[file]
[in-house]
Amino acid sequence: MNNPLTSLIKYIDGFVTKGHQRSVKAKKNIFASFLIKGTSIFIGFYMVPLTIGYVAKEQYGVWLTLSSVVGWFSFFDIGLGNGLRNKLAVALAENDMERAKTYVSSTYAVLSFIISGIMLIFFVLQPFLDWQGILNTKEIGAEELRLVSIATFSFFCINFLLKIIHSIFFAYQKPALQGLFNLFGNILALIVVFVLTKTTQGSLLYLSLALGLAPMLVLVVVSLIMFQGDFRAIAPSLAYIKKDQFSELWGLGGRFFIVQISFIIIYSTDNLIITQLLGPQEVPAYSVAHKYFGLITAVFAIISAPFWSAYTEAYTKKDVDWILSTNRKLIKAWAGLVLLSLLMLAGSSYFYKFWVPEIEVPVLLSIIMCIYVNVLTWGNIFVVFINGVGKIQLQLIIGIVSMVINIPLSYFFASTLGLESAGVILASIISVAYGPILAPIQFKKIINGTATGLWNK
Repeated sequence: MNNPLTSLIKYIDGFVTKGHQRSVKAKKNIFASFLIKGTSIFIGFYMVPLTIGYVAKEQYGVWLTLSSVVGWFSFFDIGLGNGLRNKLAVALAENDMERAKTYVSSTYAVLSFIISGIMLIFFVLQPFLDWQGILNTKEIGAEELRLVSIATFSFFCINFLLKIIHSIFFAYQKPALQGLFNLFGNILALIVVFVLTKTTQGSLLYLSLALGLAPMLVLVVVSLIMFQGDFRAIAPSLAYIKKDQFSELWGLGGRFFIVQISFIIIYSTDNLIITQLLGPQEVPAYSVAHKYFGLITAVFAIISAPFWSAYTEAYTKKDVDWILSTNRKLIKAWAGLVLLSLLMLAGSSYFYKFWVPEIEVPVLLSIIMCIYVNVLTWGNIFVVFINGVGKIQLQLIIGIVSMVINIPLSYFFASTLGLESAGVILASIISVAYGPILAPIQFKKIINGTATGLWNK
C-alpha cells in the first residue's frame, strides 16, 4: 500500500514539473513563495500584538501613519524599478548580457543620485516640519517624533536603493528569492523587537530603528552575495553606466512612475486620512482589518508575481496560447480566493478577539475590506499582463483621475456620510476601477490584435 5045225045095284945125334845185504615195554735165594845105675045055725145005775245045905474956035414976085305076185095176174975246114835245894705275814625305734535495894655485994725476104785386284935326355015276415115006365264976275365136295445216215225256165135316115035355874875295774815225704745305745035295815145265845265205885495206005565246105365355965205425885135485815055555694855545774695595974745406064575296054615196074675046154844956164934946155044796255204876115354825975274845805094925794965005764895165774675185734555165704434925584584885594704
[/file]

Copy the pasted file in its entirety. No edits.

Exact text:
[in-house]
Amino acid sequence: MNNPLTSLIKYIDGFVTKGHQRSVKAKKNIFASFLIKGTSIFIGFYMVPLTIGYVAKEQYGVWLTLSSVVGWFSFFDIGLGNGLRNKLAVALAENDMERAKTYVSSTYAVLSFIISGIMLIFFVLQPFLDWQGILNTKEIGAEELRLVSIATFSFFCINFLLKIIHSIFFAYQKPALQGLFNLFGNILALIVVFVLTKTTQGSLLYLSLALGLAPMLVLVVVSLIMFQGDFRAIAPSLAYIKKDQFSELWGLGGRFFIVQISFIIIYSTDNLIITQLLGPQEVPAYSVAHKYFGLITAVFAIISAPFWSAYTEAYTKKDVDWILSTNRKLIKAWAGLVLLSLLMLAGSSYFYKFWVPEIEVPVLLSIIMCIYVNVLTWGNIFVVFINGVGKIQLQLIIGIVSMVINIPLSYFFASTLGLESAGVILASIISVAYGPILAPIQFKKIINGTATGLWNK
Repeated sequence: MNNPLTSLIKYIDGFVTKGHQRSVKAKKNIFASFLIKGTSIFIGFYMVPLTIGYVAKEQYGVWLTLSSVVGWFSFFDIGLGNGLRNKLAVALAENDMERAKTYVSSTYAVLSFIISGIMLIFFVLQPFLDWQGILNTKEIGAEELRLVSIATFSFFCINFLLKIIHSIFFAYQKPALQGLFNLFGNILALIVVFVLTKTTQGSLLYLSLALGLAPMLVLVVVSLIMFQGDFRAIAPSLAYIKKDQFSELWGLGGRFFIVQISFIIIYSTDNLIITQLLGPQEVPAYSVAHKYFGLITAVFAIISAPFWSAYTEAYTKKDVDWILSTNRKLIKAWAGLVLLSLLMLAGSSYFYKFWVPEIEVPVLLSIIMCIYVNVLTWGNIFVVFINGVGKIQLQLIIGIVSMVINIPLSYFFASTLGLESAGVILASIISVAYGPILAPIQFKKIINGTATGLWNK
C-alpha cells in the first residue's frame, strides 16, 4: 500500500514539473513563495500584538501613519524599478548580457543620485516640519517624533536603493528569492523587537530603528552575495553606466512612475486620512482589518508575481496560447480566493478577539475590506499582463483621475456620510476601477490584435 5045225045095284945125334845185504615195554735165594845105675045055725145005775245045905474956035414976085305076185095176174975246114835245894705275814625305734535495894655485994725476104785386284935326355015276415115006365264976275365136295445216215225256165135316115035355874875295774815225704745305745035295815145265845265205885495206005565246105365355965205425885135485815055555694855545774695595974745406064575296054615196074675046154844956164934946155044796255204876115354825975274845805094925794965005764895165774675185734555165704434925584584885594704